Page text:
Clu Gulager

Interview by David Del Valle

(you are on page2)

page 1 / page 2 / page 3 / page 4 /
page 5
page 6 / page 7


THE TALL MAN (with Barry Sullivan)
THE TALL MAN (with Barry Sullivan)

up by directors (including Georges Franju, H. G. Lewis and Andy Milligan). Barrault, known for his stage directing and acting, was also in films including CHILDREN OF PARADISE (42), THE TESTAMENT OF DR. CORDELIER (61), and CHAPPAQUA (67).

Clu married Miriam in '52 and they moved to NYC together. "In New York in order to make a living, in my youth, was to do live television. I did Bang The Drum Slowly from New York, on THE UNITED STATES STEEL HOUR. That was a live production. You work on the stage when you get a job, which is what I did also. There's no money on the stage. John Houseman said, since 1976, there's no money, no financing available for any kind of project in New York City. It's all here. New York City is dead for the theatrical artist, by and large, unless you want to do bathroom theater. This is the place where it's happening. In my area in downtown L.A. we have 14 new theaters being built, mine being one of them. Out of those theaters I would hope that we get some world class quality and subsequently, recognition. Theatre doesn't have to be so stodgy. You can have people upside down painted white acting."

The Gulagers moved to Hollywood and were neighbors of Peter Falk, Michael Landon and James Darren. Son John Gulager II was born in '58. Clu did a lot of TV work. "When Universal (TV) was formed I was part of that thing. I was with MCA. They bought Revue Studios, which in turn bought Universal Studios. At that time they signed me for the first contract for a television studio player in the world. The union and the studio and myself got together and worked out the contract - television stock player. Then they signed a guy named Reed Morgan and that didn't work out so well, then they signed Doug McClure. His worked out very well. So that started the system. They worked it for many years here - television contractees. It gradually went away. They turned the whole thing loose and the stable went away. An era is gone, I don't know if it's good or bad. A lot of us learned a lot about acting. We worked constantly. We learned things that maybe you could never learn otherwise." Morgan starred on THE DEPUTY (60-61) and the late McClure was on THE OVERLAND TRAIL (60), then CHECKMATE (60-62). The biggest star to (slowly) emerge from Universal TV was RAWHIDE regular Clint Eastwood. When asked if he has tapes of any of his TV programs, Clu says "I don't save things. I don't even save things in my mind. I don't even go to rushes."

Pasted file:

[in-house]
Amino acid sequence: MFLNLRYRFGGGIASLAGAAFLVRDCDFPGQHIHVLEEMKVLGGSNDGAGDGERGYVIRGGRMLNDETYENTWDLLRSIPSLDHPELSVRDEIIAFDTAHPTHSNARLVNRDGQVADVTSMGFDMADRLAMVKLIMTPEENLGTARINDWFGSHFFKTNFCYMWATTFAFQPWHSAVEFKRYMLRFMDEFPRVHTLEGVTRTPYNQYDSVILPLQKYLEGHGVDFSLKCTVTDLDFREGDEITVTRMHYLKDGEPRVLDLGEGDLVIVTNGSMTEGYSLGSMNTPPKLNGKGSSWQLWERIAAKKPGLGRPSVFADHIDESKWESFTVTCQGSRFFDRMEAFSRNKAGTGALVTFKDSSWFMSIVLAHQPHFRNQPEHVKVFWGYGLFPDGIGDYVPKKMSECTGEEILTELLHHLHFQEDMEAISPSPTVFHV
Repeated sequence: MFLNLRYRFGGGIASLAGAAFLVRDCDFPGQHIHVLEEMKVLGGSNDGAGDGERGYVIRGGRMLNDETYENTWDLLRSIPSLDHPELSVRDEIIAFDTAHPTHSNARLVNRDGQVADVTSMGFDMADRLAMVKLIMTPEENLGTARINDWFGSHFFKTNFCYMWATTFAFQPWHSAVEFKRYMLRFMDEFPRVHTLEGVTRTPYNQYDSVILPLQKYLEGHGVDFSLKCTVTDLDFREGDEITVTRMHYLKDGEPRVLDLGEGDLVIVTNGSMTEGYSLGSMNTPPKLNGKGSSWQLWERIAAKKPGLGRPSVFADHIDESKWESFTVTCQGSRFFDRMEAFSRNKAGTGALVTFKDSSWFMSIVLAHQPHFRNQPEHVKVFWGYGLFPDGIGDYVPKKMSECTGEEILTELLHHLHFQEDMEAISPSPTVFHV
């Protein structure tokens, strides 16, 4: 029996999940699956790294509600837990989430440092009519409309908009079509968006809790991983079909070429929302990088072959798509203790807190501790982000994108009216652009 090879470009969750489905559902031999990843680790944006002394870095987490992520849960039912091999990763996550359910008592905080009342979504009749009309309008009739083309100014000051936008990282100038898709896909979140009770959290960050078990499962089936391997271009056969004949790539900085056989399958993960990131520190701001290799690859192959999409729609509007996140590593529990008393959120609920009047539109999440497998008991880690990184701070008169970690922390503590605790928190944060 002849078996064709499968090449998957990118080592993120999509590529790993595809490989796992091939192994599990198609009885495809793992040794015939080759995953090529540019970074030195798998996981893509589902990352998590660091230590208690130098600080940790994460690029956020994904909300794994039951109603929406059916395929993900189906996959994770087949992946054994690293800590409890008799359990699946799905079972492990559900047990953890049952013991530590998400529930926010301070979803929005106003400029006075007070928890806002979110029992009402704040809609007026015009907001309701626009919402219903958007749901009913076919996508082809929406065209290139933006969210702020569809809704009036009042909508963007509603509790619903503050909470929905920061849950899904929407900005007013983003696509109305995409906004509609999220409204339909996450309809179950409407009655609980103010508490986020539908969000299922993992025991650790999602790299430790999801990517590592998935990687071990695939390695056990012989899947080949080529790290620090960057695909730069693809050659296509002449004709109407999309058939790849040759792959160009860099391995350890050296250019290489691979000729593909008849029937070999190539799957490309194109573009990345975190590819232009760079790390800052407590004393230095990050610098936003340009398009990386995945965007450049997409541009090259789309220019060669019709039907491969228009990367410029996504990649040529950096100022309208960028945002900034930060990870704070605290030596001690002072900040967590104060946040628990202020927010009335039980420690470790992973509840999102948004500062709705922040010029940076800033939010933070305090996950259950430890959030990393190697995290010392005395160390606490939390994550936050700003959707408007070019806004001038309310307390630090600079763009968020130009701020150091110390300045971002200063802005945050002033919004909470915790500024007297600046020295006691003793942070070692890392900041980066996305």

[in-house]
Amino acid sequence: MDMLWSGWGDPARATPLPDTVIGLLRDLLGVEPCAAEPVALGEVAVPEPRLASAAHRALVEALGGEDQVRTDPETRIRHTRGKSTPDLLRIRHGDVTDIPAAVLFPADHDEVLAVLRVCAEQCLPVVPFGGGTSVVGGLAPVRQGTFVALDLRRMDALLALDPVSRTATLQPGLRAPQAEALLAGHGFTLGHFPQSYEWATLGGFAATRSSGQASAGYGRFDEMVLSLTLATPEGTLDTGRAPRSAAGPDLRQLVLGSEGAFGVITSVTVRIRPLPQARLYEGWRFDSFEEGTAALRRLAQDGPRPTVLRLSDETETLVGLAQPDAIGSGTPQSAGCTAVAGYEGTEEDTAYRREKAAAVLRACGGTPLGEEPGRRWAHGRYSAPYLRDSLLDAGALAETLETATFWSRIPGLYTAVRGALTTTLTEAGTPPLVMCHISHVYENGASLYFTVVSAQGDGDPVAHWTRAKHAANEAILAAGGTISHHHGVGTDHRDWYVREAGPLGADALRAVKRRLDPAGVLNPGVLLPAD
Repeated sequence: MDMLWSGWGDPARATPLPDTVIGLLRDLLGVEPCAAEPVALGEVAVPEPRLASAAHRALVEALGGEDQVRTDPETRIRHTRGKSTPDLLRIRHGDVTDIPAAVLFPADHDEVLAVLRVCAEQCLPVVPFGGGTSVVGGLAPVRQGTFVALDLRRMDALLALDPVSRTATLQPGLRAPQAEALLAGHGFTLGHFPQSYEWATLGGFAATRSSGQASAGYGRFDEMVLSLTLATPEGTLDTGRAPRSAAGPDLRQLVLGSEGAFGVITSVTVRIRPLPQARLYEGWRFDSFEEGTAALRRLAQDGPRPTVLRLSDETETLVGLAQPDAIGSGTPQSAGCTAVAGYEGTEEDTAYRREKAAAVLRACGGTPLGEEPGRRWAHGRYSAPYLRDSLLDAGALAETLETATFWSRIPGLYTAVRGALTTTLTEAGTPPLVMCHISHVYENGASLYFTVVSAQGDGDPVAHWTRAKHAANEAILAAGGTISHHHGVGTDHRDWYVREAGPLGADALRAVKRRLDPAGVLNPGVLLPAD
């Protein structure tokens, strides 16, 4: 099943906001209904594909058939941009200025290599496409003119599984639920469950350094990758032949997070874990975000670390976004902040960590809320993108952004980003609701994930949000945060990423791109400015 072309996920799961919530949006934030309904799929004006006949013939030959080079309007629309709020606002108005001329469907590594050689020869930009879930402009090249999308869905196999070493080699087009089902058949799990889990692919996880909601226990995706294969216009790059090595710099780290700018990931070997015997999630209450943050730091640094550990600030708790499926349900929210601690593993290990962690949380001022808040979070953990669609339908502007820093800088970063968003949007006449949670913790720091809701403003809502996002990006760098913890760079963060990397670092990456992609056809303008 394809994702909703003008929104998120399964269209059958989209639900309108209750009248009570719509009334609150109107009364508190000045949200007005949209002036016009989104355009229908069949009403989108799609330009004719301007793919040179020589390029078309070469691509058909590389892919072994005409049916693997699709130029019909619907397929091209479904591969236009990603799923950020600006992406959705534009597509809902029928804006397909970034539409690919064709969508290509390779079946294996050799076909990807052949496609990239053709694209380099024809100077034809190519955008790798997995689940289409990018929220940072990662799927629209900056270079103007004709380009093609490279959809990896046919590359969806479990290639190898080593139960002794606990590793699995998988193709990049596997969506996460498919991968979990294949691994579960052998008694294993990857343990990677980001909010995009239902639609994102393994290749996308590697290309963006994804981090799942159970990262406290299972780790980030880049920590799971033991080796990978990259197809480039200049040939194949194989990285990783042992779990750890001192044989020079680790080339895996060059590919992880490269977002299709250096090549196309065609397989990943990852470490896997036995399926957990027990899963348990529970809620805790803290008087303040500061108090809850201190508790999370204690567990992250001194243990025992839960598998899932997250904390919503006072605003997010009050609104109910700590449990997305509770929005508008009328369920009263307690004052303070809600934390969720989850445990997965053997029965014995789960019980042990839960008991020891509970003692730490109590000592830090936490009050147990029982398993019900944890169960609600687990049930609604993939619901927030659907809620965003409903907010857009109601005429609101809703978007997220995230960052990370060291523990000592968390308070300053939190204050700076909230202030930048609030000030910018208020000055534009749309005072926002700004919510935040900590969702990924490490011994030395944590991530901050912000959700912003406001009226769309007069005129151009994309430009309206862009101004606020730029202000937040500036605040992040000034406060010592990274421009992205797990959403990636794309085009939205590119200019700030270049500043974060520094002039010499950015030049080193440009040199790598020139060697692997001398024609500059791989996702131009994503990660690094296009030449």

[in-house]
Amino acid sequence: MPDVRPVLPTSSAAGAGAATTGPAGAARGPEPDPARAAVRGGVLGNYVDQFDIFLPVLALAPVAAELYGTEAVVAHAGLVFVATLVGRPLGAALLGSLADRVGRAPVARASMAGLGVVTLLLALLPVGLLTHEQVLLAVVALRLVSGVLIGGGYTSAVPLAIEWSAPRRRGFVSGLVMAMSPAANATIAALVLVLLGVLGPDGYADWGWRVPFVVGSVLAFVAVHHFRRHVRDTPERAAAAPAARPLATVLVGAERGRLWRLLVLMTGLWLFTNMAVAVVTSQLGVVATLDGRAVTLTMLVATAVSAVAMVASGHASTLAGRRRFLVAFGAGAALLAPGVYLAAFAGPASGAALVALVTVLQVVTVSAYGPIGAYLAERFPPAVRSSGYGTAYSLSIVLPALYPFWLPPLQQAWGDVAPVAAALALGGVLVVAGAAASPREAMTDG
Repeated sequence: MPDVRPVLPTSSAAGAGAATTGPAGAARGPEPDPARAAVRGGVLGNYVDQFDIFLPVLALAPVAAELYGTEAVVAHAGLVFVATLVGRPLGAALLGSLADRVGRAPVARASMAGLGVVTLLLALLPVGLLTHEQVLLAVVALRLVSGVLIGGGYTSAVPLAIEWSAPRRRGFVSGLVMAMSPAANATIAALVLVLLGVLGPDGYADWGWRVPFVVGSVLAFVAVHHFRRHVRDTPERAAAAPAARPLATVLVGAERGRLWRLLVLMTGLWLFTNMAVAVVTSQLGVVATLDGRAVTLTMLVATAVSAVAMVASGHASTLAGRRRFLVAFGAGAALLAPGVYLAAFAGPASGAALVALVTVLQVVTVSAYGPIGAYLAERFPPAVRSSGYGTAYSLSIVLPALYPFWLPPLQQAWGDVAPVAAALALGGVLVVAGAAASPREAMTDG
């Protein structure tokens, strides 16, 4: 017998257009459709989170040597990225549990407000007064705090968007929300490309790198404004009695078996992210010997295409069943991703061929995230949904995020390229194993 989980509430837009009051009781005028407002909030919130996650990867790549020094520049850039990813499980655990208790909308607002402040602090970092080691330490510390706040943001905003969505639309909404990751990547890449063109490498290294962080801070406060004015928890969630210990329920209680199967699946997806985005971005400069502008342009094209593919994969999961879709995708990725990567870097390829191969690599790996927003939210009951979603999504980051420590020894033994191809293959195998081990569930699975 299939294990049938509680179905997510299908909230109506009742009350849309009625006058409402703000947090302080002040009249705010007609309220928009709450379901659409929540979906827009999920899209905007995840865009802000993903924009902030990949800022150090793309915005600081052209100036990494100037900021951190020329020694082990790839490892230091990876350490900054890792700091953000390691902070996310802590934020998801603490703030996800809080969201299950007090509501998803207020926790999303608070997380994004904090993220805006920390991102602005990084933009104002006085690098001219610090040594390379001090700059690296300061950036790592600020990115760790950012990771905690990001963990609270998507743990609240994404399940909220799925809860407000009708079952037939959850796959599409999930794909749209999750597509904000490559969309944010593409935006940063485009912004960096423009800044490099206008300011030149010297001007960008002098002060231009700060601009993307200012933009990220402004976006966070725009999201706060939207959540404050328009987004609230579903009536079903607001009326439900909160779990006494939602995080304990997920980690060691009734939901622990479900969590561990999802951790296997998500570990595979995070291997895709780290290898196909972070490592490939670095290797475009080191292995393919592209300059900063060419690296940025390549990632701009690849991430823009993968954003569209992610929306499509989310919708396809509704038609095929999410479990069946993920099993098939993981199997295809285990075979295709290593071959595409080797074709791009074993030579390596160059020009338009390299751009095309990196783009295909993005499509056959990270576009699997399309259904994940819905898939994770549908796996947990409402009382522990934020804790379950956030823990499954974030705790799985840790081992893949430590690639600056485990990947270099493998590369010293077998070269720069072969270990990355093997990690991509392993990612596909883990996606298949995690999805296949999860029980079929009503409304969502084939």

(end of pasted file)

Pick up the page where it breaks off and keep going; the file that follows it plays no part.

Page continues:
Clu acted on many TV shows in '59, but received the most attention for starring in The Mad Dog Coll Story on THE UNTOUCHABLES (11/19/59). Within months he was co-starring on a half hour NBC western. He was Billy The Kid on THE TALL MAN (60- 62). Barry Sullivan was top billed as Pat Garrett. Actors who


appeared on the series included Leonard Nimoy, Richard Jaeckel, James Coburn, Vic Morrow, Martin Landau, and Nancy Davis (Reagan). While on the show, Clu recorded two tie-in singles and even sang on AMERICAN BANDSTAND! From '59 to '62 Clu acted on three ALFRED HITCHCOCK shows. On the last one (Final Vow), he was a hoodlum after a nun (Carol Lynley). "Hitchcock threw me out of his looping rooms many times. I used to go in to study and I wanted to be a filmmaker. He used to throw me out regularly. We were both at Universal. I was there for about ten years. I was never directed by him. He threw me out of one dubbing session after another. I'd always sneak in and I wanted to watch and tried to learn from the fat master. I learned that he was very protective, very secretive, very argumentative, and very hateful."

Clu had another opportunity to shine in THE KILLERS (64), a remake of the 1946 Hemingway adaptation. It was produced and directed (as JOHNNY NORTH) by Don Siegel for Universal and was to open NBC's new Project 120 series of movies. It was declared too violent for TV, so opened in theaters instead. Charlie (Lee Marvin) and Lee (Clu) are hit men hired to kill former racecar driver Johnny North (John Cassavetes). When he offers no resistance they try to discover why, which leads them to the sadistic crime boss Browning (Ronald Reagan in his very last acting role) and his mistress Sheila (Angie Dickinson). John Williams wrote the score, but the theme was borrowed from TOUCH OF EVIL.

"I remember a lot about THE KILLERS. Our president just about stole the movie from everyone. He was brilliant. I've heard that he doesn't care for that film and that's his prerogative, but I must say I was so impressed by his acting on the screen. His wife, incidentally is a very fine actress, which no one knows. I worked with her a lot before she chose to become a politician's spouse. She was a very gifted artist and I was sad to see her leave. Nancy's good. She was a good film actress. My friend Lee Marvin was a little pie eyed during most of it. He kept making fun of some of the other actors, in his pie-eyed state, he wouldn't do that normally. Drink changes certain men I've seen. When we got to a scene with Reagan, he said to me 'Watch,' so he went in front of Reagan and he did the scene in rehearsal a certain way and then we did it again and he said 'Watch' and Lee threw him a totally different character. And Ron did exactly the same reaction as the first time. And we did it a third time, and he did it another way and Ron did it exactly the same way he'd done it the first time. He didn't change anything. Because he didn't change Lee thought he wasn't being a good actor. He was doing it his way, with his quality. When the picture came out, Ronald Reagan, with a tiny